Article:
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Title: Bicontinuous microemulsions as a biomembrane mimetic system for melittin

Antimicrobial peptides effectively kill antibiotic-resistant bacteria by forming pores in prokaryotes' biomembranes via penetration into the biomembranes' interior. Bicontinuous microemulsions, consisting of interdispersed oil and water nanodomains separated by flexible surfactant monolayers, are potentially valuable for hosting membrane-associated peptides and proteins due to their thermodynamic stability, optical transparency, low viscosity, and high interfacial area. Here, we show that bicontinuous microemulsions formed by negatively-charged surfactants are a robust biomembrane mimetic system for the antimicrobial peptide melittin. When encapsulated in bicontinuous microemulsions formed using three-phase (Winsor-III) systems, melittin's helicity increases greatly due to penetration into the surfactant monolayers, mimicking its behavior in biomembranes. But, the threshold melittin concentration required to achieve these trends is lower for the microemulsions. The extent of penetration was decreased when the interfacial fluidity of the microemulsions was increased. In conclusion, these results suggest the utility of bicontinuous microemulsions for isolation, purification, delivery, and host systems for antimicrobial peptides.
Authors:
 [1] ;  [1] ;  [2] ;  [2] ; ORCiD logo [2] ;  [2] ; ORCiD logo [2]
  1. Univ. of Tennessee, Knoxville, TN (United States)
  2. Oak Ridge National Lab. (ORNL), Oak Ridge, TN (United States)
Publication Date:
Grant/Contract Number:
AC05-00OR22725
Type:
Accepted Manuscript
Journal Name:
Biochimica et Biophysica Acta. Biomembranes
Additional Journal Information:
Journal Volume: 1860; Journal Issue: 2; Journal ID: ISSN 0005-2736
Publisher:
Elsevier
Research Org:
Oak Ridge National Lab. (ORNL), Oak Ridge, TN (United States)
Sponsoring Org:
USDOE Office of Science (SC), Biological and Environmental Research (BER) (SC-23)
Country of Publication:
United States
Language:
English
Subject:
59 BASIC BIOLOGICAL SCIENCES; Aerosol-OT; Bicontinuous microemulsions; Melittin; Antimicrobial peptides; Small-angle neutron scattering; Winsor-III microemulsion systems; Biomembrane mimetic systems
OSTI Identifier:
1413610

Hayes, Douglas G., Ye, Ran, Dunlap, Rachel N., Anunciado, Divina B., Pingali, Sai Venkatesh, O'Neill, Hugh M., and Urban, Volker S.. Bicontinuous microemulsions as a biomembrane mimetic system for melittin. United States: N. p., Web. doi:10.1016/j.bbamem.2017.11.005.
Hayes, Douglas G., Ye, Ran, Dunlap, Rachel N., Anunciado, Divina B., Pingali, Sai Venkatesh, O'Neill, Hugh M., & Urban, Volker S.. Bicontinuous microemulsions as a biomembrane mimetic system for melittin. United States. doi:10.1016/j.bbamem.2017.11.005.
Hayes, Douglas G., Ye, Ran, Dunlap, Rachel N., Anunciado, Divina B., Pingali, Sai Venkatesh, O'Neill, Hugh M., and Urban, Volker S.. 2017. "Bicontinuous microemulsions as a biomembrane mimetic system for melittin". United States. doi:10.1016/j.bbamem.2017.11.005. https://www.osti.gov/servlets/purl/1413610.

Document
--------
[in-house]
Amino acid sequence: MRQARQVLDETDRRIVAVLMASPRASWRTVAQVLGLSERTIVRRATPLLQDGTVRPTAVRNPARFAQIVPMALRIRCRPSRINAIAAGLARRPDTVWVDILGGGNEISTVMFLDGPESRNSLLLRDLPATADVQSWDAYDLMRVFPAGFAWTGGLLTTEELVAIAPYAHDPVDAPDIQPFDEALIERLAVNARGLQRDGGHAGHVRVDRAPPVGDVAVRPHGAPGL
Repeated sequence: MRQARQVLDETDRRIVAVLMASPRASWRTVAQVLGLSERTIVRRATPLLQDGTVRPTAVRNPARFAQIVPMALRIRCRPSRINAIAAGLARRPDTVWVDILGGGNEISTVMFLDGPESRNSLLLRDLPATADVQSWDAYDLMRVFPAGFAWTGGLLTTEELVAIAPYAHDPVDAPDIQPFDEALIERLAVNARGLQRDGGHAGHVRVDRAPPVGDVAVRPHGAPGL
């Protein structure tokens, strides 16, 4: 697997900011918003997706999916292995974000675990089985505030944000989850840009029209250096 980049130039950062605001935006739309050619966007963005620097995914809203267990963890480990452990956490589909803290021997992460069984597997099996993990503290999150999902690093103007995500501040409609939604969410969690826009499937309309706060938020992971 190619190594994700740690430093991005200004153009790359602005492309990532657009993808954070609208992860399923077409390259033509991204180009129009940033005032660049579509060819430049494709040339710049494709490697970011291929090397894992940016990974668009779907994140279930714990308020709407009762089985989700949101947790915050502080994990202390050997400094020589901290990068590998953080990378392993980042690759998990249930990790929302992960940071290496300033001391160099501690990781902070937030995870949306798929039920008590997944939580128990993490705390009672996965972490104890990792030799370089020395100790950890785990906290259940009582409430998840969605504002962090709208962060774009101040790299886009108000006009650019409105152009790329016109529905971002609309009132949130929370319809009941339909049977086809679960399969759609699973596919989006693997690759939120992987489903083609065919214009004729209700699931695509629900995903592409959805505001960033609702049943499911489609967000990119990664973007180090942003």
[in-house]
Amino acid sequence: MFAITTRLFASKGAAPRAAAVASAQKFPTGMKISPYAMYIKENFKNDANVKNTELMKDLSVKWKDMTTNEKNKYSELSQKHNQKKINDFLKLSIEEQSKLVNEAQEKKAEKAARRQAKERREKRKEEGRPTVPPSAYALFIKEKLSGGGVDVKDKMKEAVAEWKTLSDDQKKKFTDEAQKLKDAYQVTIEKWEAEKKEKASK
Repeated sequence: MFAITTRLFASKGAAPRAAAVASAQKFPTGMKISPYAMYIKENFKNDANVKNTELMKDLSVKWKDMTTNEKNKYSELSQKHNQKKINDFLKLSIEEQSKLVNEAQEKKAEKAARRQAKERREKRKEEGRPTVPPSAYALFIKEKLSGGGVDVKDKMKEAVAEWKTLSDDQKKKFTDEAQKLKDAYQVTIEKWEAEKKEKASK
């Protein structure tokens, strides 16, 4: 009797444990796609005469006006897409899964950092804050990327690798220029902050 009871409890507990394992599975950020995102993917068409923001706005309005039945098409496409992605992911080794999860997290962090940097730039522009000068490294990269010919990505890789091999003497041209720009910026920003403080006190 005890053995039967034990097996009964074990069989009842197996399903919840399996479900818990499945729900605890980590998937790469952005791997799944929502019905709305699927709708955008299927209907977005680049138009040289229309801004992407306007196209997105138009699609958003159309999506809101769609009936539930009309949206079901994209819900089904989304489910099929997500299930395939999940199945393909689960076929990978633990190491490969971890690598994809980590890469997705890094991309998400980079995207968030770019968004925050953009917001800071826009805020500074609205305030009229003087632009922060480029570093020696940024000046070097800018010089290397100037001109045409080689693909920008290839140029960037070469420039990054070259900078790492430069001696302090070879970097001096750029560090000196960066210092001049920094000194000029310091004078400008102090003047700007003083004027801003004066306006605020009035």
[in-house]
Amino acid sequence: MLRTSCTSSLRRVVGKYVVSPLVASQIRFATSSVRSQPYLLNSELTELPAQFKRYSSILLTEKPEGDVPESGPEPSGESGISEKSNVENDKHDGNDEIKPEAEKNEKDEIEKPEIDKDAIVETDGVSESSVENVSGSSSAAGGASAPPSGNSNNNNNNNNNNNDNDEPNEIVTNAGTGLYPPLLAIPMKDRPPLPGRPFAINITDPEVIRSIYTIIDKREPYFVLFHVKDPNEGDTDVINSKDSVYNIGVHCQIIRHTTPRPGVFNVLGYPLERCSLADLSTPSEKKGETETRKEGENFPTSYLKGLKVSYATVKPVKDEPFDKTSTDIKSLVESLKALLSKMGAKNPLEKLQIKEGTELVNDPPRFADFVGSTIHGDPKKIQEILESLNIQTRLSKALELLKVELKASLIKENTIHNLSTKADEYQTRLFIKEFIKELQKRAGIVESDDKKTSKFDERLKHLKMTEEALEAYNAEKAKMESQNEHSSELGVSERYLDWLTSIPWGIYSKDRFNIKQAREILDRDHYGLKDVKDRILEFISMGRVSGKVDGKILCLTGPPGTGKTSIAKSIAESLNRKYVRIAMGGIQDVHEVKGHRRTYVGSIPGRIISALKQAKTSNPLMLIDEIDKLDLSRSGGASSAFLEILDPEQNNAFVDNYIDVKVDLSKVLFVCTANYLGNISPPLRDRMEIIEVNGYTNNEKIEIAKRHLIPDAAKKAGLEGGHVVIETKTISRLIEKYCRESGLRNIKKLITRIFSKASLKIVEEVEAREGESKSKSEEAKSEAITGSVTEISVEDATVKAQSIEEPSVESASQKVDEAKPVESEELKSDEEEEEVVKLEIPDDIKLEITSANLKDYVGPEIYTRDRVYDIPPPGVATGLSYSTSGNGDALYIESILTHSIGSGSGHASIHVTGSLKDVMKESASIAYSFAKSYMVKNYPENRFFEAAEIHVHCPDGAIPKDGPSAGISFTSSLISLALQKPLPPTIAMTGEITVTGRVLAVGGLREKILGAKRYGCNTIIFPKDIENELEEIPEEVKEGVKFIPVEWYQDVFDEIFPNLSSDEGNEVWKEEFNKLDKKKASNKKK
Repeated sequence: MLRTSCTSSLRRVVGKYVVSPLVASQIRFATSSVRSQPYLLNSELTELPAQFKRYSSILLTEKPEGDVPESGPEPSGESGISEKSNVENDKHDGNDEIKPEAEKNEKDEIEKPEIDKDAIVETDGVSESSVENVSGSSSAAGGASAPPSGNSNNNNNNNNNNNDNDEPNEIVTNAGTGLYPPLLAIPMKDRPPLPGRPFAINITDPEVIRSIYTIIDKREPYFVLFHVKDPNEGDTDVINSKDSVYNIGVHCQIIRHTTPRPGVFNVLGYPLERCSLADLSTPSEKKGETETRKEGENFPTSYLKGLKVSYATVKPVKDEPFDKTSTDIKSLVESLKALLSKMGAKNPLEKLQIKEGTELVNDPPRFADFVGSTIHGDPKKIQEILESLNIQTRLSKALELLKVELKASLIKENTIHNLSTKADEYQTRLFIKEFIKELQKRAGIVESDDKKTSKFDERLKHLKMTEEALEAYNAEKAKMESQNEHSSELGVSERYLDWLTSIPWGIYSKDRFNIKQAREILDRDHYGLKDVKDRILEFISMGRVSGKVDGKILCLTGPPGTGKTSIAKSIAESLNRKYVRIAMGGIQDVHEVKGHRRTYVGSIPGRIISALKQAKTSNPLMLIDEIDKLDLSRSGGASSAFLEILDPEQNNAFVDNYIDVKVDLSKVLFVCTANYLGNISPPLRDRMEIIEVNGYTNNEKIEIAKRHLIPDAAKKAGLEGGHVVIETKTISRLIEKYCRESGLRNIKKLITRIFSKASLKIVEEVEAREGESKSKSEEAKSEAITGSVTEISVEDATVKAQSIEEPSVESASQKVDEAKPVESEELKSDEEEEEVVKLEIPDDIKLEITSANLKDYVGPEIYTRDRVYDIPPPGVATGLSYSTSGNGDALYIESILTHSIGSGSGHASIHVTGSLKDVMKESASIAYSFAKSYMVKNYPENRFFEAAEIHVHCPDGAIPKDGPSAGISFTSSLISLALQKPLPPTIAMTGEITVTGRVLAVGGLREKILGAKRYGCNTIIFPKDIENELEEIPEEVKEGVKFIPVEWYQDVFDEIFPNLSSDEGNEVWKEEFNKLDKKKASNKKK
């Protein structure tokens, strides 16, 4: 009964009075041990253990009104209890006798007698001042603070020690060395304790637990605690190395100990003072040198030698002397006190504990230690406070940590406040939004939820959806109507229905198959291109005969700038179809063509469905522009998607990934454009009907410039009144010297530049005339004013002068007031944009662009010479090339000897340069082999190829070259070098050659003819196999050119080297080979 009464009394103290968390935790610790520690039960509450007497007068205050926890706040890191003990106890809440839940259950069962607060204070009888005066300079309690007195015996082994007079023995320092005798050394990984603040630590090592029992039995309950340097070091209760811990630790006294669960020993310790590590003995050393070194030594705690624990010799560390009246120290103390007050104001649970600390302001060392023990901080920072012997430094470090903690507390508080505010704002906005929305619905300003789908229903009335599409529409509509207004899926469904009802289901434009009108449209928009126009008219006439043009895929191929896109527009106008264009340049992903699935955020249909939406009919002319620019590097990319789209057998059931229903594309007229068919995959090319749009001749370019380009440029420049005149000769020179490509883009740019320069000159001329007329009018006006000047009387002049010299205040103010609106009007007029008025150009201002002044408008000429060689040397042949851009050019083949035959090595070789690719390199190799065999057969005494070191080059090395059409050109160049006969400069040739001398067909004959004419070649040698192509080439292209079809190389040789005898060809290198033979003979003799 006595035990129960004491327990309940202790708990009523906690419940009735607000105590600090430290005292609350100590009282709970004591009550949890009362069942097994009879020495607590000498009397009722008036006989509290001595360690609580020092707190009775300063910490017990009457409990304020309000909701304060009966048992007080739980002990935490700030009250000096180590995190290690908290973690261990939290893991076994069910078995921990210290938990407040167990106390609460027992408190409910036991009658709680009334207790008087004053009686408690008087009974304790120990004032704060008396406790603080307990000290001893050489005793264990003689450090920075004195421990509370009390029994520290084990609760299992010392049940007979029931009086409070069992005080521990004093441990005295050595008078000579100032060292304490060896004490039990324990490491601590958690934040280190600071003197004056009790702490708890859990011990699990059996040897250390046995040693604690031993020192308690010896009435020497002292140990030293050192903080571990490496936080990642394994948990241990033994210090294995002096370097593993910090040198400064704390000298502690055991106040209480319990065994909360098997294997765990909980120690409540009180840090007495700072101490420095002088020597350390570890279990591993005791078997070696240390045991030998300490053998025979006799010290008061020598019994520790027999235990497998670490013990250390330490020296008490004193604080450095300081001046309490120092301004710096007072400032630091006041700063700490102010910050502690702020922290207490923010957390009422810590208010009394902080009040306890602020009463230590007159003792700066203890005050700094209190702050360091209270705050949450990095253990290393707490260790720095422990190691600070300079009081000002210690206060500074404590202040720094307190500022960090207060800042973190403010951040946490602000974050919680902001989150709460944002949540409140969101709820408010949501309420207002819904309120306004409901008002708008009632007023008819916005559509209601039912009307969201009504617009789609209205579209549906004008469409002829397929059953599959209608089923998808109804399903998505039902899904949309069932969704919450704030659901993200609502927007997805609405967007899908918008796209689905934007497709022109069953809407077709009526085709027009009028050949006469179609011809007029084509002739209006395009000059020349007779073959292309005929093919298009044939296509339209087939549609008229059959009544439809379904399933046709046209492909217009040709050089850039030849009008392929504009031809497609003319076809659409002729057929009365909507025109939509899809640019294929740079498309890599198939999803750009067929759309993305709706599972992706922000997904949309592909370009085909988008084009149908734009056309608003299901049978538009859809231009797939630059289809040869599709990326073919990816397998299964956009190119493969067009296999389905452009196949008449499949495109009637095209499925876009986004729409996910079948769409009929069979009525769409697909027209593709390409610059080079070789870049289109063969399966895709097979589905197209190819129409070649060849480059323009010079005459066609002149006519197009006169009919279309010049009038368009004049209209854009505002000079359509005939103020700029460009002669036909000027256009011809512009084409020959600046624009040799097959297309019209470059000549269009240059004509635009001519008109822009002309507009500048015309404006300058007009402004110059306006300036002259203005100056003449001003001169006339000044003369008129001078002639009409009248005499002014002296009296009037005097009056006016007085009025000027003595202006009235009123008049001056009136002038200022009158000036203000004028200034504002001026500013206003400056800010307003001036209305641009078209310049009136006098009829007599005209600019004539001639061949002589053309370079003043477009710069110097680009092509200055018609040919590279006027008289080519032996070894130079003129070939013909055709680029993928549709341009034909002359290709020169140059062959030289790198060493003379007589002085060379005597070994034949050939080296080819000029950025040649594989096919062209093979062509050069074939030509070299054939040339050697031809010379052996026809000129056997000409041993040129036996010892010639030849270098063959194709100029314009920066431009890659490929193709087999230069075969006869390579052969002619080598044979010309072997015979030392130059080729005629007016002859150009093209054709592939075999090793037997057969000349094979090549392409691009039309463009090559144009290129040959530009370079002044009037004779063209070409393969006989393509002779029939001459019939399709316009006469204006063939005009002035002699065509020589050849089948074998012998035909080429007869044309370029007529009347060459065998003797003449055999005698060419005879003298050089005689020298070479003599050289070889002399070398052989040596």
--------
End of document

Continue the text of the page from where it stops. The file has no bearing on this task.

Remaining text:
@article{osti_1413610,
title = {Bicontinuous microemulsions as a biomembrane mimetic system for melittin},
author = {Hayes, Douglas G. and Ye, Ran and Dunlap, Rachel N. and Anunciado, Divina B. and Pingali, Sai Venkatesh and O'Neill, Hugh M. and Urban, Volker S.},
abstractNote = {Antimicrobial peptides effectively kill antibiotic-resistant bacteria by forming pores in prokaryotes' biomembranes via penetration into the biomembranes' interior. Bicontinuous microemulsions, consisting of interdispersed oil and water nanodomains separated by flexible surfactant monolayers, are potentially valuable for hosting membrane-associated peptides and proteins due to their thermodynamic stability, optical transparency, low viscosity, and high interfacial area. Here, we show that bicontinuous microemulsions formed by negatively-charged surfactants are a robust biomembrane mimetic system for the antimicrobial peptide melittin. When encapsulated in bicontinuous microemulsions formed using three-phase (Winsor-III) systems, melittin's helicity increases greatly due to penetration into the surfactant monolayers, mimicking its behavior in biomembranes. But, the threshold melittin concentration required to achieve these trends is lower for the microemulsions. The extent of penetration was decreased when the interfacial fluidity of the microemulsions was increased. In conclusion, these results suggest the utility of bicontinuous microemulsions for isolation, purification, delivery, and host systems for antimicrobial peptides.},
doi = {10.1016/j.bbamem.2017.11.005},
journal = {Biochimica et Biophysica Acta. Biomembranes},
number = 2,
volume = 1860,
place = {United States},
year = {2017},
month = {11}
}